A: No. We have had students complete the course in a couple of weeks, others take 9 months. Everybody has a hard time dedicating time to themselves. Family, events, duties, etc. always seem to interrupt our best intentions, don't they? But I in all honesty, those who start and finish a complete card within 3-6 weeks tend to score much higher because the focus of learning is less likely to be broken. Only when you are happy with the results of your nails (both visually and technically) and you think that people will be willing to pay their hard earned money for them, should you submit your work for assessment. If your not happy with your standard, get yourself some more Nail Trainer nails and keep practicing. Then redo the cards, focusing on quality. However, please note that the shelf life of some products is limited to 6-8 months.
Q: When I get my course, what should I do first?
A: 1. Check the contents to ensure every item is there.
2. Read the introductory letter.
3. Watch the instructional DVD in its entirety at least once.
This is to familiarise yourself with the structure of the course. Spending time watching the DVD first will be invaluable to you once you start the practical work. The worst thing you can do try to make a nail first (like you've seen in a salon). You'll be making mistakes straight away and may end up ruining the tools or products.
Q: Is it necessary to read the entire textbook in the course
A: Yes! You will not be able to answer some of the test questions unless you have. The book we include in each course is your nail "bible". Since Information is power, charge your brain with this wonderful knowledge!
Q: Is spending only 1 hour per night practising going to be enough?
A: Yes. One of the major benefits of an Essential Nails course is the flexibility. You can work whenever you want to for how ever long you want too. Consistency in repetition is the key. So as long as you're determined to sit down and focus on the course on a regular basis whether that is every night, twice or three times a week you will be fine.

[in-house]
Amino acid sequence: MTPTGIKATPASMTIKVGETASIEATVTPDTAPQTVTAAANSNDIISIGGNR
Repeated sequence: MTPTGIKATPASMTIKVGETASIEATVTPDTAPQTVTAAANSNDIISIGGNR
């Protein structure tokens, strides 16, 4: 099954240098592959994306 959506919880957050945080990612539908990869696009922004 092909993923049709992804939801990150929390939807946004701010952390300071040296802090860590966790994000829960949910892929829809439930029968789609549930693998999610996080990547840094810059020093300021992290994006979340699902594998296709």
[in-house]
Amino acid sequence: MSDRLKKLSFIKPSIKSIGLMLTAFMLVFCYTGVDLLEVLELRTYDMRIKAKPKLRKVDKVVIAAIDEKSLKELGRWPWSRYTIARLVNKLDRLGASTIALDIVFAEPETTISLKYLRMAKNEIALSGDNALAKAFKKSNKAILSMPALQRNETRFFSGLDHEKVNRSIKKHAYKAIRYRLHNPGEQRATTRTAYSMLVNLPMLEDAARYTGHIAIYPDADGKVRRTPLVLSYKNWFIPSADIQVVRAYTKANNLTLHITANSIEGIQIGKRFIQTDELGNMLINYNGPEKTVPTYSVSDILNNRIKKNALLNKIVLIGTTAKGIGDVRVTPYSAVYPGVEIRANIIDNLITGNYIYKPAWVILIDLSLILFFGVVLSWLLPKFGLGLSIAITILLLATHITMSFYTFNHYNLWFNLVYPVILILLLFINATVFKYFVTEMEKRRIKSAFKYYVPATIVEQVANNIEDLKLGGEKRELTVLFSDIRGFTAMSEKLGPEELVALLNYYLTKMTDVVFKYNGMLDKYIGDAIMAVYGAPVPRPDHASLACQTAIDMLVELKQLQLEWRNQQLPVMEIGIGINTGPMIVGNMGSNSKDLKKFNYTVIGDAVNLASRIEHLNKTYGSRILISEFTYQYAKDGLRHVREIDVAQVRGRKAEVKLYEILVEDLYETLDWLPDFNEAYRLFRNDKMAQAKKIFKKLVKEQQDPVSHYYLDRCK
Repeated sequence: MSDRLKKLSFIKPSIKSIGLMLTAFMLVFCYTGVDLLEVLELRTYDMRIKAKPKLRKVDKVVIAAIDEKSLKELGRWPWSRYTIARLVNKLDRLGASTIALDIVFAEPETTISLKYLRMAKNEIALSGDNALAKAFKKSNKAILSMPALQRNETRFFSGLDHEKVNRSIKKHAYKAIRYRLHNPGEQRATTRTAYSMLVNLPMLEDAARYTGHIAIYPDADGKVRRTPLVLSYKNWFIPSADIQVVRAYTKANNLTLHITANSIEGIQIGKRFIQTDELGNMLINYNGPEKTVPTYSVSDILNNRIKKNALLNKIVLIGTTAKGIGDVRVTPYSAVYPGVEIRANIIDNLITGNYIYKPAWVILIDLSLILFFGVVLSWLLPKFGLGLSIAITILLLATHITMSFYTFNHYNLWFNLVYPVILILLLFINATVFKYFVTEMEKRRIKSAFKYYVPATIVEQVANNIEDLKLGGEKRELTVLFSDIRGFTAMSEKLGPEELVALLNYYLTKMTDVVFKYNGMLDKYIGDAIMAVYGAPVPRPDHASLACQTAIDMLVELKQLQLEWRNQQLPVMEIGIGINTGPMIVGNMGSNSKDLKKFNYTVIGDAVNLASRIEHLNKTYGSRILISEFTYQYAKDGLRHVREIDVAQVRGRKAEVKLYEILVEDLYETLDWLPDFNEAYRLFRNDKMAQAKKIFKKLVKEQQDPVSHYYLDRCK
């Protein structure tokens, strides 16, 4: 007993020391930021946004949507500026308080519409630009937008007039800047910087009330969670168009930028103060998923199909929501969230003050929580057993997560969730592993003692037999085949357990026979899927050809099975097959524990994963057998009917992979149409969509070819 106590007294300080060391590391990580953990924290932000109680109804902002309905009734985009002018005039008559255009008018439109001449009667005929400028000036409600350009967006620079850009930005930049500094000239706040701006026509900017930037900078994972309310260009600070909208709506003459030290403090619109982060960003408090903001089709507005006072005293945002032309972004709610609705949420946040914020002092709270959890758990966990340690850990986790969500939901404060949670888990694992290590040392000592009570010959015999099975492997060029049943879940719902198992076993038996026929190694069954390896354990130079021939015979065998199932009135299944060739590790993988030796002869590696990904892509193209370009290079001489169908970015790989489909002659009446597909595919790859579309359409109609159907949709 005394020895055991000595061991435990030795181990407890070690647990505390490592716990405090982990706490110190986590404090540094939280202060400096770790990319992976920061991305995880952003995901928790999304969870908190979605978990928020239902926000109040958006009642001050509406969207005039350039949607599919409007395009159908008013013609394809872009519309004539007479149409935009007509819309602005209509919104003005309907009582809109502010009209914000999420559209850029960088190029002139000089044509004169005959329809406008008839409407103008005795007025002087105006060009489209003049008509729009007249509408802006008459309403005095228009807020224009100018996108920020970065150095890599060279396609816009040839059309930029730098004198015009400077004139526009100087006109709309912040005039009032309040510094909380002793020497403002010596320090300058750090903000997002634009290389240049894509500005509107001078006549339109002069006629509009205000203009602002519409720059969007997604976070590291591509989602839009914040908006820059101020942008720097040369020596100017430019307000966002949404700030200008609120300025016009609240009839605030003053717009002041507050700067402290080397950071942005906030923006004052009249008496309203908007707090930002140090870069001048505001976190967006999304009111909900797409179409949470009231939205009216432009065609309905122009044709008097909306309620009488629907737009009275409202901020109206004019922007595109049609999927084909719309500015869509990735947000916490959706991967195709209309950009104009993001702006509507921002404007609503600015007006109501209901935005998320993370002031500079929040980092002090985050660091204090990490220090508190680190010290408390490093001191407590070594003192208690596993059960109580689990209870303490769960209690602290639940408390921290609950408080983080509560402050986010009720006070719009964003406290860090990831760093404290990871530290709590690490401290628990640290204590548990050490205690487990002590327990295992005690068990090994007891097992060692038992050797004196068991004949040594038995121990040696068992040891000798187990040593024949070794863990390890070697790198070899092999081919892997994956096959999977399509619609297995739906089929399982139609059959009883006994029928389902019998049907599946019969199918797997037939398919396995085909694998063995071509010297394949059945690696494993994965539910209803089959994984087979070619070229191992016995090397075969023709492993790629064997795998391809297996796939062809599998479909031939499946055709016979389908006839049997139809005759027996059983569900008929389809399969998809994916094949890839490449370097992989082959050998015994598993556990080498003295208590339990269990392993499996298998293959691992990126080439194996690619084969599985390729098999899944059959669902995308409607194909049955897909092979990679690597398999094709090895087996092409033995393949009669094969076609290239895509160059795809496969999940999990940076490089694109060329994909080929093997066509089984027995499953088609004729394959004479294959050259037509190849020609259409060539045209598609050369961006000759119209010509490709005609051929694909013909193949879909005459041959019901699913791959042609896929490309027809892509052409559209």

Q: The card states that I need to save nail 1 and 10, then nail 2 and 9 and so on to complete the Essential Techniques card, and every tenth set on the Whole Hand practice card. Do I have to do that even if I think that they aren't good enough or I think that I can do better?
A: No. We want you to send in your best work for assessment. If you know you can do better, substitute a new nail on your card. You have received 100 assorted nails in your kit and you can purchase additional nails and tips at special prices so you can practice as much as you need to perfect your technique. The first progress card (Essential Techniques) can be completed with size 13 nails or the less demanding size number 6. I suggest that you put aside 30 nails and complete this card three times saving your last, (this should be your best) set on the card for assessment.
Q: I find that the hardest technique for me seems to be putting the tip on the natural nail without getting air bubbles. I have tried all amounts of adhesive and also the rocking motion but I am still getting air bubbles.
A: If your glue application to the tip's well is ample and rocking the tip does not cure the problem, then try putting glue on the tip well and a tiny drop on the nail where the air bubble appears. Apply firm pressure and be patient while allowing the glue to set. If you see a bubble under the tip well, quickly rock the tip slightly to remove the air pocket then hold in place until it sets. Make sure that you do not seesaw the tip on the free edge of the nail i.e. do not lift the tip up at the front as you lower the tip on to the nail at the back. Holding the wall of the tip well firmly over the free edge will stop air getting back under the tip. If you continue to get air bubbles with the number 13 nail, switch to the number 6 nail, youll find its easier.